John and Annie’s wedding certificate shows that John was a mariner who lived at Belle Vue, West Hartlepool and that he was the twenty-four-year-old son of Charles Hintze (deceased).
Annie, who was thirteen years older than John, was a widow who lived at 3 John Street, West Hartlepool, and she was the thirty-seven-year-old daughter of John James Spensley a grocer.
** Annie was actually the illegitimate daughter of Jane Spensley, who never married.
John James Spensley, a younger brother of Jane, appears to have been active in the upbringing of his niece Annie, as can be seen on Annie and John’s wedding certificate. **
Two months after John and Annie married, John transferred from the S.S. “Yarm” and signed on with the S.S. “Sarah Ann” which was another Hartlepool based ship.
On the 15th of December 1881, John of 3 John Street West Hartlepool received his First Mate mariners' certificate at South Shields in Durham.
On the 16th of January 1882, John transferred from the S.S. “Sarah Ann” and signed on with the S.S. “Mary Coverdale” which was a schooner based in Hartlepool.
On the 16th of March 1882, John left the S.S. “Mary Coverdale” and signed on with the S.S. “Breeze” which was another schooner based in Hartlepool.
On the 30th of May 1882, John lost his job on the S.S. “Breeze” and for a short period of time he was “out of employment”
On the 22nd of July 1882, John found work on the S.S. “Sandal” which was another schooner based in Hartlepool.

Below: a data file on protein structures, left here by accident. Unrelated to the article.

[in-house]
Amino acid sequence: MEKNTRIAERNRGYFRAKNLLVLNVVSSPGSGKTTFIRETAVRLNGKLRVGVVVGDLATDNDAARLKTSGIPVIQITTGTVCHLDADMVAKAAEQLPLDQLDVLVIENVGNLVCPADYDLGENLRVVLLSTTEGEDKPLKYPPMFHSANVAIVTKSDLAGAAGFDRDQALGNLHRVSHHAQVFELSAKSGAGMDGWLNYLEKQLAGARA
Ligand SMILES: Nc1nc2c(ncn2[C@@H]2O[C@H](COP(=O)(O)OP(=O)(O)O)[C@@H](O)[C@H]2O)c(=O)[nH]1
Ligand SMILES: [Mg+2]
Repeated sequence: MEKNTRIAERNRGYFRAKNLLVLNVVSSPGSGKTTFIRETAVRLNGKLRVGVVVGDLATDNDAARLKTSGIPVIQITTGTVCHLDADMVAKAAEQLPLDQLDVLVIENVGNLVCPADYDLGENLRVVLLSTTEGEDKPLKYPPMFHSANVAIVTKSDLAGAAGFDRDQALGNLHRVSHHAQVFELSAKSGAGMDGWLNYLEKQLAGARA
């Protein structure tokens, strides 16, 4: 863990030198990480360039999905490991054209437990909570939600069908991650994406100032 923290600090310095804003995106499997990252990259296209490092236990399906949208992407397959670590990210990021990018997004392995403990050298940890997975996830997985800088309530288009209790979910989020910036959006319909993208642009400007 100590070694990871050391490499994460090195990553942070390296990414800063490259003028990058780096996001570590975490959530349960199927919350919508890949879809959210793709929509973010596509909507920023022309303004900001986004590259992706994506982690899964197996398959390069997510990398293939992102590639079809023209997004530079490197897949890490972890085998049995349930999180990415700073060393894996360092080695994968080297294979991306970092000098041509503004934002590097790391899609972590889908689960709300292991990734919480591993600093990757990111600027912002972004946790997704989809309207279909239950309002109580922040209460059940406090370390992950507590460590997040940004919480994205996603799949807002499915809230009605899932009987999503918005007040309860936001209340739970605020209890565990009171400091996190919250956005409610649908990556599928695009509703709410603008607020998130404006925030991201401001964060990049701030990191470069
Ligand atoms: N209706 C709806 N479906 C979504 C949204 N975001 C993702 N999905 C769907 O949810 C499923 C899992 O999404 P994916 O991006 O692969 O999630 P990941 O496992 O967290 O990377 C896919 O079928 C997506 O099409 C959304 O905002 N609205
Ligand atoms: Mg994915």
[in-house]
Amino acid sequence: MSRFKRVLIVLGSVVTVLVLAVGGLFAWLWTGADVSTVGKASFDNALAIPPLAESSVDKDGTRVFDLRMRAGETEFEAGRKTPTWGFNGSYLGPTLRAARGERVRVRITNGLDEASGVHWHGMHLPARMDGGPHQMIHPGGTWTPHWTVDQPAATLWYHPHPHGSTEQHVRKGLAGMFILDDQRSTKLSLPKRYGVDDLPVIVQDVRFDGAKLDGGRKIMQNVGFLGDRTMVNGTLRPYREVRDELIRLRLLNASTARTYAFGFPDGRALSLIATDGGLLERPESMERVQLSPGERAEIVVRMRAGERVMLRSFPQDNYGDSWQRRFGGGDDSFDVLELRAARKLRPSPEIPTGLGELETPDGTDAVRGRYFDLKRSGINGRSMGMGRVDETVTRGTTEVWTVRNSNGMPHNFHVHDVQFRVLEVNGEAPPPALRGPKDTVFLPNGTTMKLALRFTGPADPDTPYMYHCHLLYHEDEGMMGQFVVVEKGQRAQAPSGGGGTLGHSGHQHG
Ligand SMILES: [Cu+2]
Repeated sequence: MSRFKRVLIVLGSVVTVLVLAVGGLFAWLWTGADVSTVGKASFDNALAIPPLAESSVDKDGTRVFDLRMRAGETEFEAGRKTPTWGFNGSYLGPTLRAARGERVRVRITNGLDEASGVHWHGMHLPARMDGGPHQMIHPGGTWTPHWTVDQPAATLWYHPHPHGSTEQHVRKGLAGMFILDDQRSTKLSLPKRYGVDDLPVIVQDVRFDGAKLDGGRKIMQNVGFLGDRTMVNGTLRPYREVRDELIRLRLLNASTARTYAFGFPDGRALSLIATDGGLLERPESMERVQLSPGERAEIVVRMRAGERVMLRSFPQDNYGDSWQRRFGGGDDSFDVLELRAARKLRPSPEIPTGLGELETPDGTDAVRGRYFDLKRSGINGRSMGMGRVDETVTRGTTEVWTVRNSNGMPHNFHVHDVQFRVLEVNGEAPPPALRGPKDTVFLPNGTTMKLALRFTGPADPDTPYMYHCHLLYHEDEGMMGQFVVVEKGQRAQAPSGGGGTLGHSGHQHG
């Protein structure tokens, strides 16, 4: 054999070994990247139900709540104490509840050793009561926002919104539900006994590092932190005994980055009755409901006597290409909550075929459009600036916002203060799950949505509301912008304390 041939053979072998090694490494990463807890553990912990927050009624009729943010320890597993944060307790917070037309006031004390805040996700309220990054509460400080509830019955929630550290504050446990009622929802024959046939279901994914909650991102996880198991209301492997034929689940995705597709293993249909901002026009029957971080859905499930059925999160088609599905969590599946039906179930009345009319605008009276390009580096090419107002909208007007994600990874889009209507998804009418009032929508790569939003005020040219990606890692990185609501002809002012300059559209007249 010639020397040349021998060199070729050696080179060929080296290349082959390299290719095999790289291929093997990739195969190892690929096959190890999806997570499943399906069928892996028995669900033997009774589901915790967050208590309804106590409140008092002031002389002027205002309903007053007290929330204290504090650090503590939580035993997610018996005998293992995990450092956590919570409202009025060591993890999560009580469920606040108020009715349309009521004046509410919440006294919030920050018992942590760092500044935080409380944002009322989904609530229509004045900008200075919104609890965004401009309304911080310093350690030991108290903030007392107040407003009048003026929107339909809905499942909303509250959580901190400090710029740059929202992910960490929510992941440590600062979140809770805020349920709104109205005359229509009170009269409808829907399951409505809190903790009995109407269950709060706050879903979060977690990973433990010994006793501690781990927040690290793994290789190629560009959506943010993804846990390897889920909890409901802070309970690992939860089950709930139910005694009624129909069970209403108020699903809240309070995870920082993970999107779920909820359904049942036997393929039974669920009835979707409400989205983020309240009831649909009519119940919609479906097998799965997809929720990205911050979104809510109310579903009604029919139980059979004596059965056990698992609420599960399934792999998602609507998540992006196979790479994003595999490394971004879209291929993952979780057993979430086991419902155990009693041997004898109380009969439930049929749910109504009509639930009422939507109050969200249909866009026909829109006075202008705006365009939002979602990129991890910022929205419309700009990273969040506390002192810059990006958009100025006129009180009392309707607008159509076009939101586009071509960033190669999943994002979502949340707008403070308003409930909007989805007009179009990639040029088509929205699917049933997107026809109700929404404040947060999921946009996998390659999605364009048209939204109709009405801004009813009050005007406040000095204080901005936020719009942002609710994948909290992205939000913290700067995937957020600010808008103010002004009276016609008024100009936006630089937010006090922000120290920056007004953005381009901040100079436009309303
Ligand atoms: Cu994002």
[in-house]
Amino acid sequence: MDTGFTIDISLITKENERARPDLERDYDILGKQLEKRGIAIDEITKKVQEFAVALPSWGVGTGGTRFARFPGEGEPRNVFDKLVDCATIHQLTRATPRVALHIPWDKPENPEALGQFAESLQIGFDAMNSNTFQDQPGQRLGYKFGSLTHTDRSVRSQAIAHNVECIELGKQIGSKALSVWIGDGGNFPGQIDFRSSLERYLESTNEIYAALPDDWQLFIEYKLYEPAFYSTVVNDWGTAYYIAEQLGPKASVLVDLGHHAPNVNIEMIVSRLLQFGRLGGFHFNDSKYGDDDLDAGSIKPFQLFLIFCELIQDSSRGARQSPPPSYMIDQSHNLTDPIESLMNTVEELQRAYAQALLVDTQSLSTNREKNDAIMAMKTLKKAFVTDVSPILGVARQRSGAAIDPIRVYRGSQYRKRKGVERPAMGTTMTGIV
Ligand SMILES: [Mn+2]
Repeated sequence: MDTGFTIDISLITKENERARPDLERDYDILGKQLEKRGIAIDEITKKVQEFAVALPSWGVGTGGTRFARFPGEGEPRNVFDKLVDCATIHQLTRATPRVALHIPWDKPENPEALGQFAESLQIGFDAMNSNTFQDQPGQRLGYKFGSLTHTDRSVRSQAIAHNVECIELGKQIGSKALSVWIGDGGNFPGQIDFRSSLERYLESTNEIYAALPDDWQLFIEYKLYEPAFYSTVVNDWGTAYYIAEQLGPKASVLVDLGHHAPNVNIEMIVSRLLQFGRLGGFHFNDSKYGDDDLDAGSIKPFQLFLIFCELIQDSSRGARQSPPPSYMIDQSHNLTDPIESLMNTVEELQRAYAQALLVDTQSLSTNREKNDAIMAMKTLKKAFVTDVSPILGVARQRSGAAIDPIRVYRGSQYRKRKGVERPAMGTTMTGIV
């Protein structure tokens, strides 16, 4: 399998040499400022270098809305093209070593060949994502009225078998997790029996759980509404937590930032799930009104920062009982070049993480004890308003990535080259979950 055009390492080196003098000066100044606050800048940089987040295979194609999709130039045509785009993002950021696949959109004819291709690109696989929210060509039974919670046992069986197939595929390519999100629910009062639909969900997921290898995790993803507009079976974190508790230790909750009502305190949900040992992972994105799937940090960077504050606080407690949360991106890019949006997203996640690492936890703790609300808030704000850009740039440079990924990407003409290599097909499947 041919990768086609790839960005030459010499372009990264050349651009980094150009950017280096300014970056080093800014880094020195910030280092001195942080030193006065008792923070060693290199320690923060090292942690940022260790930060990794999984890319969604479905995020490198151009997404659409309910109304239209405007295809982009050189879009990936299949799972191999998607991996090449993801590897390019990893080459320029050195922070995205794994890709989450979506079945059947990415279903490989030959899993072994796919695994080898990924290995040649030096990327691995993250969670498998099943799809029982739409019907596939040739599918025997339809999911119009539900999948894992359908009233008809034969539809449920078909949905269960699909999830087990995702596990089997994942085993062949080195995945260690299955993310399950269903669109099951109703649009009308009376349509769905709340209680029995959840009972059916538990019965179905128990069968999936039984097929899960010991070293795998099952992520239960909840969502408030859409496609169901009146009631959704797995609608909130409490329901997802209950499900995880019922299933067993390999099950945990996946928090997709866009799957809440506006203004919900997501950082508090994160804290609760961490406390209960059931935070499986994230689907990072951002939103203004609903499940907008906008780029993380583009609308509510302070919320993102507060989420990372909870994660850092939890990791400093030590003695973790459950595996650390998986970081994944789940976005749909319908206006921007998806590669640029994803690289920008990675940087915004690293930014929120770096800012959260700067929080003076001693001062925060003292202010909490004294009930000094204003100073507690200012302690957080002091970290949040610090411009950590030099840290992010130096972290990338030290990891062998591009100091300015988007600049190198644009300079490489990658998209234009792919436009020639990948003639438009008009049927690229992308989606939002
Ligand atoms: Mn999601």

On the 27th of November 1882, John transferred from the S.S. “Sandal” and signed on with the S.S. “Nelly” which was another schooner based in Hartlepool.
On the 28th of December 1882, John lost his job on the S.S. “Nelly” and for a short period of time he was once again “out of employment”
On the 10th of February 1883, John found work on the S.S. “Hathusages” which was another schooner based in Hartlepool.
On the 23rd of March 1884, John resigned from the S.S. “Hathusages” and enrolled at
T. Taylors School in West Hartlepool.
On the 17th of May 1884, John of 3 John Street West Hartlepool obtained his Master mariners’ certificate at Sunderland in Durham.
Whilst John was studying to become a Master mariner, E Withy & Co, shipbuilders in West Hartlepool, England, received an order to build an iron steamship to be used for transporting coal around the Australian coast, from J Huddart & Partners, a shipping company in Melbourne, Australia.
The ship took almost ten years to build, but eventually, the steamship “Colac” was launched at West Hartlepool on the 12th of January 1884 and during the following months the testing and the final fit-out were completed.
The Master of the S.S. “Colac” was Captain John Hintze and his first job as a master of a vessel was to deliver the S.S. Colac to Australia.
So, at the beginning of June 1884, John said goodbye to his wife and sailed away from her and England, “forever”.
The S.S. “Colac” under the command of Capt. John Hintze arrived in Melbourne on the 19th of August 1884.
It appears that Johannes was obliged to stay in Australia and instruct the owners, and crew, on the workings of their new ship.
Twenty-eight-year-old John quickly decided that he liked Australia more than he liked his forty-two-year-old wife Annie back in West Hartlepool, so he decided to stay here.